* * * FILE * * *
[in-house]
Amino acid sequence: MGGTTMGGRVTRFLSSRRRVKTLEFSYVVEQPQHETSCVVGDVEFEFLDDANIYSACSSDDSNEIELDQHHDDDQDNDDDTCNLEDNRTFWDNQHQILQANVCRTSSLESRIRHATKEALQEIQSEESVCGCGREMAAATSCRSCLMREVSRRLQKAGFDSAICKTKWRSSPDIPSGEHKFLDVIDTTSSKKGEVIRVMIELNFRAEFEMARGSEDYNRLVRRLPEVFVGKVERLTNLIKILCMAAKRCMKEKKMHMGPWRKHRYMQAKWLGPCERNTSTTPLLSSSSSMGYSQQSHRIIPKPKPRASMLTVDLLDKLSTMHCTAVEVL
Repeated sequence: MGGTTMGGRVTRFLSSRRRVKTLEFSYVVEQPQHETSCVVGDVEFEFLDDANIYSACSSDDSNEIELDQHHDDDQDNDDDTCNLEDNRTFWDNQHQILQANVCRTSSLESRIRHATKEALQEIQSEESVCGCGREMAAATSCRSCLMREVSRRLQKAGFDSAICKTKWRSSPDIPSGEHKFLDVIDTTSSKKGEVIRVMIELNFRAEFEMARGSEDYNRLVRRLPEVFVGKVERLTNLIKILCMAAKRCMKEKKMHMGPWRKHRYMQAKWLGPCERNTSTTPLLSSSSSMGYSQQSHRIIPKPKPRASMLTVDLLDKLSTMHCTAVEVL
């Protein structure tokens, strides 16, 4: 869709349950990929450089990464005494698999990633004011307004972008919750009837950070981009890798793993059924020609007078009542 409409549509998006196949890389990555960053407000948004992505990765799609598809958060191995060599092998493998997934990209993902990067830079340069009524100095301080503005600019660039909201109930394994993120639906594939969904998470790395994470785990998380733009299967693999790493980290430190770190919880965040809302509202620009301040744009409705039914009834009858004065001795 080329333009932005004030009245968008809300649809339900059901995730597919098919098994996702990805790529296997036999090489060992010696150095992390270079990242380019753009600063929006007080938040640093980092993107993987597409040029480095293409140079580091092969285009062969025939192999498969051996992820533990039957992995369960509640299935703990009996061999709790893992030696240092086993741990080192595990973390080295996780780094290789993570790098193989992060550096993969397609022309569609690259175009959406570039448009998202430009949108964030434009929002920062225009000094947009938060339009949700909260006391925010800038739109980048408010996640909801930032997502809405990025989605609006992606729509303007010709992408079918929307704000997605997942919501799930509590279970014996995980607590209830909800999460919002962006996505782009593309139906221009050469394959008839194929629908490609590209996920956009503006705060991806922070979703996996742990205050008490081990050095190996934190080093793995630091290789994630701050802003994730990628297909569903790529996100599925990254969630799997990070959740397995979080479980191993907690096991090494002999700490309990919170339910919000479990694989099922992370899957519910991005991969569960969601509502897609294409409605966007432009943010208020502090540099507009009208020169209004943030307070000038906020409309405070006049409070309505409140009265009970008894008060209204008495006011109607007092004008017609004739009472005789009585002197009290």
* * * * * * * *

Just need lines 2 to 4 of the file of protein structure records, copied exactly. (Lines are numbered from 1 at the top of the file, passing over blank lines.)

Amino acid sequence: MGGTTMGGRVTRFLSSRRRVKTLEFSYVVEQPQHETSCVVGDVEFEFLDDANIYSACSSDDSNEIELDQHHDDDQDNDDDTCNLEDNRTFWDNQHQILQANVCRTSSLESRIRHATKEALQEIQSEESVCGCGREMAAATSCRSCLMREVSRRLQKAGFDSAICKTKWRSSPDIPSGEHKFLDVIDTTSSKKGEVIRVMIELNFRAEFEMARGSEDYNRLVRRLPEVFVGKVERLTNLIKILCMAAKRCMKEKKMHMGPWRKHRYMQAKWLGPCERNTSTTPLLSSSSSMGYSQQSHRIIPKPKPRASMLTVDLLDKLSTMHCTAVEVL
Repeated sequence: MGGTTMGGRVTRFLSSRRRVKTLEFSYVVEQPQHETSCVVGDVEFEFLDDANIYSACSSDDSNEIELDQHHDDDQDNDDDTCNLEDNRTFWDNQHQILQANVCRTSSLESRIRHATKEALQEIQSEESVCGCGREMAAATSCRSCLMREVSRRLQKAGFDSAICKTKWRSSPDIPSGEHKFLDVIDTTSSKKGEVIRVMIELNFRAEFEMARGSEDYNRLVRRLPEVFVGKVERLTNLIKILCMAAKRCMKEKKMHMGPWRKHRYMQAKWLGPCERNTSTTPLLSSSSSMGYSQQSHRIIPKPKPRASMLTVDLLDKLSTMHCTAVEVL
């Protein structure tokens, strides 16, 4: 869709349950990929450089990464005494698999990633004011307004972008919750009837950070981009890798793993059924020609007078009542 409409549509998006196949890389990555960053407000948004992505990765799609598809958060191995060599092998493998997934990209993902990067830079340069009524100095301080503005600019660039909201109930394994993120639906594939969904998470790395994470785990998380733009299967693999790493980290430190770190919880965040809302509202620009301040744009409705039914009834009858004065001795 080329333009932005004030009245968008809300649809339900059901995730597919098919098994996702990805790529296997036999090489060992010696150095992390270079990242380019753009600063929006007080938040640093980092993107993987597409040029480095293409140079580091092969285009062969025939192999498969051996992820533990039957992995369960509640299935703990009996061999709790893992030696240092086993741990080192595990973390080295996780780094290789993570790098193989992060550096993969397609022309569609690259175009959406570039448009998202430009949108964030434009929002920062225009000094947009938060339009949700909260006391925010800038739109980048408010996640909801930032997502809405990025989605609006992606729509303007010709992408079918929307704000997605997942919501799930509590279970014996995980607590209830909800999460919002962006996505782009593309139906221009050469394959008839194929629908490609590209996920956009503006705060991806922070979703996996742990205050008490081990050095190996934190080093793995630091290789994630701050802003994730990628297909569903790529996100599925990254969630799997990070959740397995979080479980191993907690096991090494002999700490309990919170339910919000479990694989099922992370899957519910991005991969569960969601509502897609294409409605966007432009943010208020502090540099507009009208020169209004943030307070000038906020409309405070006049409070309505409140009265009970008894008060209204008495006011109607007092004008017609004739009472005789009585002197009290």